Hyperscore has starring role at the Toronto Symphony

Saturday evening saw the successful debut of Tod Machover’s “A Toronto Symphony”, described aptly by conductor Peter Oundjian as “the most collaborative piece of music that has ever been written.” Nearly a year in the making, the new work was commissioned by the Toronto Symphony for its New Creations Festival. Scored for a full symphony orchestra, the half-hour-long piece involved thousands of citizens of Toronto who contributed acoustic sample and original compositions. Hundreds of school children composed original music using Hyperscore.

Check out this BBC News video about the project here: Tod Machover: composer’s social media symphony for Toronto.

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Composer Stacy Garrop on teaching with Hyperscore

Composer Stacy Garrop was invited by the Ying Quartet’s David Ying to lead a series of Hyperscore composing workshops for the 2011 Skaneateles Festival. The resulting works were performed by string quartets at the Festival. In an interview with us, Garrop shared some of her lessons learned from mentoring non-musicians to compose music using our software. You can listen to her in the video.

Some key points:

  • Teachers need to be committed so that the kids won’t  just put it down after one day. Teachers who are passionate about the project will communicate that passion to their students.
  • With high school students, you may run into the problem that many students know notation and may try to replicated note for note the music they already know.
  • The visual representations of music in Hyperscore gets kids excited and is helpful.
  • You need to break things down into building blocks. Design lessons around what’s important in music and what’s meaningful in music.
  • The colors helped isolate different elements of music and provide a way to talk about their different functions in the music.
  • People who are already in a creative field really get it.
  • I created lots of exercises to help people learn about the tools in Hyperscore. For example, we did an exercise about range.
  • Everyone needs a goal. Before my first workshop, I gave people small assignment that they can have ready for me to  look at and a goal for the end of each workshop.
  • Make sure you know what the equipment needs are. A good sound system is important!
  • Also really important – You need enough computers so that the kids can be working on their pieces while I’m going around the room. If I have enough time, they can get enough work done during a class to get feedback at the end of class.

Garrop remarked that she found it “very enlightening” to talk with much younger students. Overall, it was a “really fun” experience for her.

If you are interested in inviting Stacy Garrop to lead workshops in your school or organization, she may be reached via her website at http://www.garrop.com/

Music from Skaneateles

We recently received audio recordings of several compositions by participants in the Hyperscore II project for the famed Skaneateles Music Festival. In April and May of 2011, composer Stacy Garrop visited schools in upstate New York, teaching students what it takes to compose music. Stacy helped kids of all ages to discover the music within; participants ranged in age from 10 to adult and included students from A.J. Smith Elementary in Union Springs, West Genesee Middle School and Skaneateles High School, as well as employees of ChaseDesign. The project culminated with the Hyperscore II Community Celebration at the 2011 festival.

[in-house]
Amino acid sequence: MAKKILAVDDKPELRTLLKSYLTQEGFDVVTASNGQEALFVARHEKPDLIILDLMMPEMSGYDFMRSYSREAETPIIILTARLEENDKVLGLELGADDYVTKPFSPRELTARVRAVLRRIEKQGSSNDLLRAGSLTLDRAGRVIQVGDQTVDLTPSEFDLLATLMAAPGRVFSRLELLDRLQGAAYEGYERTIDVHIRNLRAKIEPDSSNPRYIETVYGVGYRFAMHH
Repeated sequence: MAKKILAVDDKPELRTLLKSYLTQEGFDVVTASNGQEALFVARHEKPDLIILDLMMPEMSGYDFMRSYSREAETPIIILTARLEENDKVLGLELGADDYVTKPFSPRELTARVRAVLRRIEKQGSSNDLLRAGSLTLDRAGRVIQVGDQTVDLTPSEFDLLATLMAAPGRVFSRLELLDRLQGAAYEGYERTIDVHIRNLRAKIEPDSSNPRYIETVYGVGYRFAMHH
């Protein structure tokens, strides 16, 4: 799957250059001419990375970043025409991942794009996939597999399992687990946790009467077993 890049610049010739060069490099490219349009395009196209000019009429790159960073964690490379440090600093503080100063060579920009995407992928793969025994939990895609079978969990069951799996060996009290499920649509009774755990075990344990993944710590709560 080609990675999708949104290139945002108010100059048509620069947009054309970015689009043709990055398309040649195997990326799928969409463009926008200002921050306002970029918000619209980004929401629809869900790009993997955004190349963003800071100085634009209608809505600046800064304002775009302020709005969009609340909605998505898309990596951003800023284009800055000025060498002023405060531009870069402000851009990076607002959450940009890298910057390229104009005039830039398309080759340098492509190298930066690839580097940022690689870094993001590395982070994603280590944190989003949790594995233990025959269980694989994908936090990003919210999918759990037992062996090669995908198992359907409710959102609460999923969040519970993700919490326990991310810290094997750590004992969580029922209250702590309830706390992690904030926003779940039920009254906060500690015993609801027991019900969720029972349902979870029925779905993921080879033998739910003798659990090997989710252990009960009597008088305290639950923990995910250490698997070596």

We were very impressed by how each piece expresses a distinctive personality and diversity of structure. Click on the gallery images below to see what these pieces look like in Hyperscore. Do take a listen and share your thoughts!

Hyperscore in Action: Using motifs to build music

One of the core ideas in Hyperscore are “motifs” – small melodies and rhythm patterns – which form the basic building blocks from which to construct musical compositions. In this video, Tod Machover coaches a groups of children in Armenia and the U.S. as they work together to create a new piece to celebrate the 20th anniversary of the United States Embassy in Armenia. Humming tunes and drawing in Hyperscore, the kids created a variety of motifs. Here we see them start to construct a composition which eventually will be performed by the Armenian Philharmonic Orchestra at the gala celebration. (For more information, read From the U.S. to Armenia, Kids Build a Musical Bridge.)

America to Armenia – Building a Musical Bridge

The opulent Armenian Opera Theater in the heart of Armenia’s capital Yerevan reverberated with some truly fresh sounds on the evening of February 25, 2012, as two of Armenia’s elite musical ensembles dug into new pieces composed entirely by children from Armenia and the United States. The concert, “A-to-A: A World in Harmony,” featured the Armenian Philharmonic Orchestra and DOGMA, one of the country’s most popular rock bands. The event was co-sponsored by the LUYS Education Foundation and the U.S. Embassy in Yerevan to celebrate the embassy’s 20th anniversary.

Despite the composers’ youth – they ranged in age from 8 to 14 – their work was rich and rewarding to hear, thanks to the boost their musical imaginations received from Hyperscore, a music-creation software developed at the Massachusetts Institute of Technology’s Media Lab by a team led by renowned composer Tod Machover. Hyperscore puts unprecedented composing power into the hands of people who long to express themselves musically, regardless of their formal training. More than that, Hyperscore turns out to be an exceptional tool for collaborative creativity. One of the pieces receiving its world premiere at the Yerevan event was jointly composed by children in Boston and Armenia. Continue reading